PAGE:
Moral letters to Lucilius/Letter 41

From Wikisource
Jump to: navigation, search
Moral letters to Lucilius by Seneca
Letter 41. On the god within us

XLI. On the God within Us[edit]

1. You are doing an excellent thing, one which will be wholesome for you, if, as you write me, you are persisting in your effort to attain sound understanding; it is foolish to pray for this when you can acquire it from yourself. We do not need to uplift our hands towards heaven, or to beg the keeper of a temple to let us approach his idol's ear, as if in this way our prayers were more likely to be heard. God is near you, he is with you, he is within you. 2. This is what I mean, Lucilius: a holy spirit indwells within us, one who marks our good and bad deeds, and is our guardian. As we treat this spirit, so are we treated by it. Indeed, no man can be good without the help of God. Can one rise superior to fortune unless God helps him to rise? He it is that gives noble and upright counsel. In each good man

A god doth dwell, but what god know we not.[1]

3. If ever you have come upon a grove that is full of ancient trees which have grown to an unusual height, shutting out a view of the sky by a veil of pleached and intertwining branches, then the loftiness of the forest, the seclusion of the spot, and your marvel at the thick unbroken shade in the midst of the open spaces, will prove to you the presence of deity. Or if a cave, made by the deep crumbling of the rocks, holds up a mountain on its arch, a place not built with hands but hollowed out into such spaciousness by natural causes, your soul will be deeply moved by a certain intimation of the existence of God. We worship the sources of mighty rivers; we erect altars at places where great streams burst suddenly from hidden sources; we adore springs of hot water as divine, and consecrate certain pools because of their dark waters or their immeasurable depth. 4. If you see a man who is unterrified in the midst of dangers, untouched by desires, happy in adversity, peaceful amid the storm, who looks down upon men from a higher plane, and views the gods on a footing of equality, will not a feeling of reverence for him steal over you, will you not say: "This quality is too great and too lofty to be regarded as resembling this petty body in which it dwells? A divine power has descended upon that man." 5. When a soul rises superior to other souls, when it is under control, when it passes through every experience as if it were of small account, when it smiles at our fears and at our prayers, it is stirred by a force from heaven. A thing like this cannot stand upright unless it be propped by the divine. Therefore, a greater part of it abides in that place from whence it came down to earth. Just as the rays of the sun do indeed touch the earth, but still abide at the source from which they are sent; even so the great and hallowed soul, which has come down in order that we may have a nearer knowledge of divinity, does indeed associate with us, but still cleaves to its origin; on that source it depends, thither it turns its gaze and strives to go, and it concerns itself with our doings only as a being superior to ourselves.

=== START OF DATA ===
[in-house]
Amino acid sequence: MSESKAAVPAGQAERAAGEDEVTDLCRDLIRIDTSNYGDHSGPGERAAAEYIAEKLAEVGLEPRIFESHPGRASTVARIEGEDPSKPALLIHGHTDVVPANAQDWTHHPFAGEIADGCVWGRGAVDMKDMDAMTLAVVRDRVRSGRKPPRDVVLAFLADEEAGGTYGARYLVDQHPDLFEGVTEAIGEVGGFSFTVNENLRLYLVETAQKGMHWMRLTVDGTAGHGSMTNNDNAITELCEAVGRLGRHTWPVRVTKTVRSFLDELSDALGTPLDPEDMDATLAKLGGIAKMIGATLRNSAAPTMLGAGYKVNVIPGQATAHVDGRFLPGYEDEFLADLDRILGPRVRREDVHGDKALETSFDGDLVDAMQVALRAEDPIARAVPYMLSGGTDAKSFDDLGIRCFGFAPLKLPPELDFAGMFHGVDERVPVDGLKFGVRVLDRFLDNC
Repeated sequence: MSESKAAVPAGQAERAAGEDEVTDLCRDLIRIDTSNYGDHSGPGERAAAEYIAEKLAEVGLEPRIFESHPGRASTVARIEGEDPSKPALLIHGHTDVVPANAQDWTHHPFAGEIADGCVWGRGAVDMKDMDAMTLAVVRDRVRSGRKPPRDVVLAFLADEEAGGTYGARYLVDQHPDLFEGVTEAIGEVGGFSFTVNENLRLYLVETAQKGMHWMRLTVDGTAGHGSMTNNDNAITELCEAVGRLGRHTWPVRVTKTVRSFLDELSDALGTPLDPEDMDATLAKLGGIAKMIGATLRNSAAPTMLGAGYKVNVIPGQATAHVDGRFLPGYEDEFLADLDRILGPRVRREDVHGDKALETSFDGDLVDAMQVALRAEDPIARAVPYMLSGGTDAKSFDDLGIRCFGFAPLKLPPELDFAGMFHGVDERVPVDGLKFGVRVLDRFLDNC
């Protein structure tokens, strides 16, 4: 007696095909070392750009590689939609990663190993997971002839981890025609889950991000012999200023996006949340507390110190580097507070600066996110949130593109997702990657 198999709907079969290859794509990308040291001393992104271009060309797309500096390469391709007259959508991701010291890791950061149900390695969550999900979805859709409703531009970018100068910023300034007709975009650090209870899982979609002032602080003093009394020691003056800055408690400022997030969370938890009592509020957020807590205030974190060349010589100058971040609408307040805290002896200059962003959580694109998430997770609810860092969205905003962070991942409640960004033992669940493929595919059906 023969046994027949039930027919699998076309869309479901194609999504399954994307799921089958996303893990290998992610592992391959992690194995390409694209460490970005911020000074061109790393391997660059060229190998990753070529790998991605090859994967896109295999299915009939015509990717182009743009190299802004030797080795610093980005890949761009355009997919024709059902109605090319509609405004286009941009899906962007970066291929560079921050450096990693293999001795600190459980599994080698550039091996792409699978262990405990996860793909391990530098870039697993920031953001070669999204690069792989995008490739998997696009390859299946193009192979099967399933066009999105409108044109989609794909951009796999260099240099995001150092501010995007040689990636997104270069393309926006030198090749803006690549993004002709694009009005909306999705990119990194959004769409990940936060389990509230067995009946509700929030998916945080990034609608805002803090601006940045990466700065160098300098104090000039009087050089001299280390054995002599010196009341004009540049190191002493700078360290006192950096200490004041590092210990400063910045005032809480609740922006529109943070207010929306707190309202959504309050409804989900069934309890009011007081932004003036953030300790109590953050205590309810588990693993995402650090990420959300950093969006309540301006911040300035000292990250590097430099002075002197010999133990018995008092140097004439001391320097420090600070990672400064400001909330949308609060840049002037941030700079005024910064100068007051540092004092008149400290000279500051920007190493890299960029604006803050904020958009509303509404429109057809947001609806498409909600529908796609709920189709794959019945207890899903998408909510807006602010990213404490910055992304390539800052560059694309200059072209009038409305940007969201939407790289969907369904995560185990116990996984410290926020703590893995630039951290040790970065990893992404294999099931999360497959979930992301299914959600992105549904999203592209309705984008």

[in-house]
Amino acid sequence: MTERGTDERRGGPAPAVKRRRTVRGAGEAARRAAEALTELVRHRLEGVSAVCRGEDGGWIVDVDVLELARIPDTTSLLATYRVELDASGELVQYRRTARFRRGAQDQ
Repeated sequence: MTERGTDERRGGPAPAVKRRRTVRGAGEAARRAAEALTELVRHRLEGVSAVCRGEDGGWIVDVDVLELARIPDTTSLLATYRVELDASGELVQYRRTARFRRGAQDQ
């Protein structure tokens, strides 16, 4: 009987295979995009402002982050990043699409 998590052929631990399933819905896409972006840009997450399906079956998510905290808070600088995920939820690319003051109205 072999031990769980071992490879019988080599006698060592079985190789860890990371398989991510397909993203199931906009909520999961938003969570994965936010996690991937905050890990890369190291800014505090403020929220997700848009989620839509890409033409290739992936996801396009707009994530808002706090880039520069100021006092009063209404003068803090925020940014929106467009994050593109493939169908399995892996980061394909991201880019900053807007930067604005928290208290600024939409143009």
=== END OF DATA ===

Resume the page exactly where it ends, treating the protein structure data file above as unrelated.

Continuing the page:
6. What, then, is such a soul? One which is resplendent with no external good, but only with its own. For what is more foolish than to praise in a man the qualities which come from without? And what is more insane than to marvel at characteristics which may at the next instant be passed on to someone else? A golden bit does not make a better horse. The lion with gilded mane, in process of being trained and forced by weariness to endure the decoration, is sent into the arena in quite a different way from the wild lion whose spirit is unbroken; the latter, indeed, bold in his attack, as nature wished him to be, impressive because of his wild appearance, – and it is his glory that none can look upon him without fear, – is favoured[2] in preference to the other lion, that languid and gilded brute.

7. No man ought to glory except in that which is his own. We praise a vine if it makes the shoots teem with increase, if by its weight it bends to the ground the very poles which hold its fruit; would any man prefer to this vine one from which golden grapes and golden leaves hang down? In a vine the virtue peculiarly its own is fertility; in man also we should praise that which is his own. Suppose that he has a retinue of comely slaves and a beautiful house, that his farm is large and large his income; none of these things is in the man himself; they are all on the outside. 8. Praise the quality in him which cannot be given or snatched away, that which is the peculiar property of the man. Do you ask what this is? It is soul, and reason brought to perfection in the soul. For man is a reasoning animal. Therefore, man's highest good is attained, if he has fulfilled the good for which nature designed him at birth. 9. And what is it which this reason demands of him? The easiest thing in the world, – to live in accordance with his own nature. But this is turned into a hard task by the general madness of mankind; we push one another into vice. And how can a man be recalled to salvation, when he has none to restrain him, and all mankind to urge him on? Farewell.

Footnotes[edit]

  1. Vergil, Aeneid, viii. 352, Hoc nemus, hune, inquit, frondoso vertice collem, Quis deus incertum est, habitat deus, and cf. Quintillian, i. 10. 88, where he is speaking of Ennius, whom "sicut sacros vetustate lucos adoremus, in quibus grandia et antiqua robora iam non tantum habent speciem quantem religionem."
  2. The spectators of the fight, which is to take place between the two lions, applaud the wild lion and bet on him.